[time-nuts] HP 5370B jitter

Ulrich Bangert df6jb at ulrich-bangert.de
Sat Jul 14 05:14:16 EDT 2007


I few years ago I bought an HP5370A about the seller was saying that he
was selling it that cheap (200 US$) because he was not able to test
whether this device would hold its specifications.

As it turned it displayed SOMETIMES large amounts (a few hundred
picoseconds) of RMS jitter and NOT on other times on the handbook's
jitter self test. I have been trying a lot to improve the situation by 

a) correctly adjusting the input trigger circuits

b) correctly adjusting the 200 MHz multiplier

c) correctly adjusting the two interpolator boards

Each of the adjustment procedures went exactly as descibed in the
handbook. However, there was no improvement on the total situation. The
counter insisted on sometimes behaving this way and sometimes the other
way. Sometimes it seemed as if there were even a slow continouos
movement between the two extremes perhaps due to temperature. I had
already realized that the counter was scrap with no sale value when I
remembered my friend Frank who happens to repair old HP stuff for one of
the local surplus dealers. He had an defective 5370A around so that I
was able to make some exchanges on board level. 

After changing some boards forward and back it became appearant that
exchanging ONE of the interpolator boards would immediatly change the
situation in that way that the counter would display an RMS jitter of
30-40 ps for any amount of time I would give him. So clearly the this
interpolator board had an problem. Most of the electronic stuff on the
interpolator board is plain electronics that might been gathered even
today with the BIG exception of the oscillators that are part of the
phase startable plls on the interpolator boards. These oscillators are
of the delay line type and are contained in the unusual looking metal
cans on the interpolator boards. So I had to test, whether the problem
was located in this oscillator (in which case I was in difficulty
because it it a HP propiarity product) or elsewhere (in which case I
would be probably able to repair the board).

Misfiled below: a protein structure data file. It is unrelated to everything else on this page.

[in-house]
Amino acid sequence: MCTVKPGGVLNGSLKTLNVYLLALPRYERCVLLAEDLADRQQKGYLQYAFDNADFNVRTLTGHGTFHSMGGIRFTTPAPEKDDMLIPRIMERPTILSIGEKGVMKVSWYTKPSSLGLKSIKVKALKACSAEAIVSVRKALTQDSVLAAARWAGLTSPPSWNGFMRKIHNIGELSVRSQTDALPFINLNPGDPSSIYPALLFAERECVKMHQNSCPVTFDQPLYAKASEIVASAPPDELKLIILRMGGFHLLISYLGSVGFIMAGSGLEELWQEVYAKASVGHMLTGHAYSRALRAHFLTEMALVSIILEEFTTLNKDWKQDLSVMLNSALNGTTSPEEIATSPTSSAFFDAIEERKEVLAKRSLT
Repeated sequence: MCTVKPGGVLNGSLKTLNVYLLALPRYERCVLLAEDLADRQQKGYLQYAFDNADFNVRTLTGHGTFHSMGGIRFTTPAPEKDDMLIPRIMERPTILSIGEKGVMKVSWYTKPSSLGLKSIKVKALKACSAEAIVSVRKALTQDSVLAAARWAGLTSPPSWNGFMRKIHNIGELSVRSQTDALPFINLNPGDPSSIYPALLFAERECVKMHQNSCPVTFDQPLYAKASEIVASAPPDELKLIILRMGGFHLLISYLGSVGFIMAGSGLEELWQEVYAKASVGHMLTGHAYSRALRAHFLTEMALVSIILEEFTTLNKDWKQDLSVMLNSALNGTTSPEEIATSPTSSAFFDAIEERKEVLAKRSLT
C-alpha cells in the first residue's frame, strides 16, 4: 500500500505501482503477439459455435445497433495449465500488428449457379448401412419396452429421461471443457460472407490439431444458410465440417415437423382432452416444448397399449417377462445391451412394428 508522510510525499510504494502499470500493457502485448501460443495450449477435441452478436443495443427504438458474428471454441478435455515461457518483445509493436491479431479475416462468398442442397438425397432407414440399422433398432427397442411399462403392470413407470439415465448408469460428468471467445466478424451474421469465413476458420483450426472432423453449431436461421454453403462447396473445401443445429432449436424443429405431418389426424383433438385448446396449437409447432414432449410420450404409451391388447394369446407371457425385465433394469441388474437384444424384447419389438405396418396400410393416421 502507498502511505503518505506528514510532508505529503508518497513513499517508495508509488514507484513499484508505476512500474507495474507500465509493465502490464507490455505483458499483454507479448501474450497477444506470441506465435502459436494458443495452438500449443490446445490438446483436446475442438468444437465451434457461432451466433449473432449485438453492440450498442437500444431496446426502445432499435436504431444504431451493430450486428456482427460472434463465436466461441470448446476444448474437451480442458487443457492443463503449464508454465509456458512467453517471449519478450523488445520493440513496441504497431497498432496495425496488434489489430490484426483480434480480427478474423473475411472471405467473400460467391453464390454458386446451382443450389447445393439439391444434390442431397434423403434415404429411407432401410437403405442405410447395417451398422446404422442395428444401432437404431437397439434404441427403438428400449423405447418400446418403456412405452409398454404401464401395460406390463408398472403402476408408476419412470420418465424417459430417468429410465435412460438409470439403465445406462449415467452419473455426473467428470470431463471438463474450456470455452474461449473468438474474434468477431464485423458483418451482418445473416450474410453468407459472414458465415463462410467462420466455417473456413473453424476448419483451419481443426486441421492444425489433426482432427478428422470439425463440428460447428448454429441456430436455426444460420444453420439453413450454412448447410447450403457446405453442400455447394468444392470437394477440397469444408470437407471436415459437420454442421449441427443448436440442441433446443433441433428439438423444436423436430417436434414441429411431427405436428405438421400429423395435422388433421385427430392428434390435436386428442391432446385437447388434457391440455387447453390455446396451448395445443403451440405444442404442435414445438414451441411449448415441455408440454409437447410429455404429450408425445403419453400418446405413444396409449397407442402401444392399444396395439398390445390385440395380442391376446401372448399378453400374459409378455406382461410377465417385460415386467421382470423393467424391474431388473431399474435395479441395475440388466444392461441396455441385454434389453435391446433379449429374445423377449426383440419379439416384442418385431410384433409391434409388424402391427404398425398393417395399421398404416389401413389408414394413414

By exchanging the oscillator between the boards the problem wandered, so
clearly the problem WAS in the oscillator. Fortunately enough I managed
to coax Frank a "bad" interpolator board with a good oscillator and
since that my 5370 works ok.

Best regads
Ulrich Bangert      

> -----Ursprüngliche Nachricht-----
> Von: time-nuts-bounces at febo.com 
> [mailto:time-nuts-bounces at febo.com] Im Auftrag von Didier Juges
> Gesendet: Samstag, 14. Juli 2007 05:38
> An: 'Discussion of precise time and frequency measurement'
> Betreff: Re: [time-nuts] HP 5370B jitter
> ); SAEximRunCond expanded to false
> Errors-To: 
> time-nuts-bounces+df6jb=ulrich-bangert.de+df6jb=ulrich-bangert
> .de at febo.com
> Magnus,
> My first 5370A had severe distortion on the 10 MHz output, 
> but in my case. It looked like 30 MHz with some 10 MHz 
> component (no 5 MHz), and was otherwise stable. It turned out 
> some of the capacitors in the output filter of the amplifier 
> board had cold solder joints (not unusual on these units), 
> causing the tank circuit to resonate at 30 MHz instead of 10. 
> Once reflowed, all went back to normal (except that did not 
> fix the bad socket problem, but that's another issue :-)
> Didier KO4BB
> -----Original Message-----
> From: time-nuts-bounces at febo.com 
> [mailto:time-nuts-bounces at febo.com] On Behalf Of Magnus Danielson
> Sent: Friday, July 13, 2007 4:04 PM
> To: time-nuts at febo.com
> Subject: [time-nuts] HP 5370B jitter
> Hi fellow time-nuts!
> As my vacation started this evening, I spent some time in the 
> lab (at work, since that's where I find my Wavecrest and it 
> has better selection of active probes), trimming up the 200 
> MHz multiplier chain. I shifted it down from 17 ps RMS to 
> 3.9-4.0 ps RMS. Most of the trimmings where on the 200 MHz 
> part where as the 50 MHz part where fairly clean already from start.
> I may be able to tweak the jitter of the 200 MHz down 
> further, but it would require more work than my rather 
> quick-and-dirty approach.
> However, I was quite supprised to notice that there is alot 
> of modulation on the 10 MHz output. The histogram shows two 
> distinct gaussian bells and when checking the high-frequency 
> modulation it showed a 5 MHz modulation. The spectrum 
> analyzer clearly shows the 5 MHz output.
> I will make more investigation to the source of that 5 MHz, 
> but it is annoying. If it is a property that my 5370B shares 
> with others, then it will certainly be a limiting factor for 
> self-referenced jitter measures as well as use of the output 
> for low-jitter measures.
> I think the main source of sub-10 MHz clocks is the divide 
> down on the CPU board A9. It generates control signals which 
> is sent along the motherboard so there is alot of chance to 
> jump over and infect the output buffer.
> Could you please have a look with a spectrum analyzer on your 
> 10 MHz output. I have not checked how it behaves with 
> external 10 MHz applied.
> Cheers,
> Magnus
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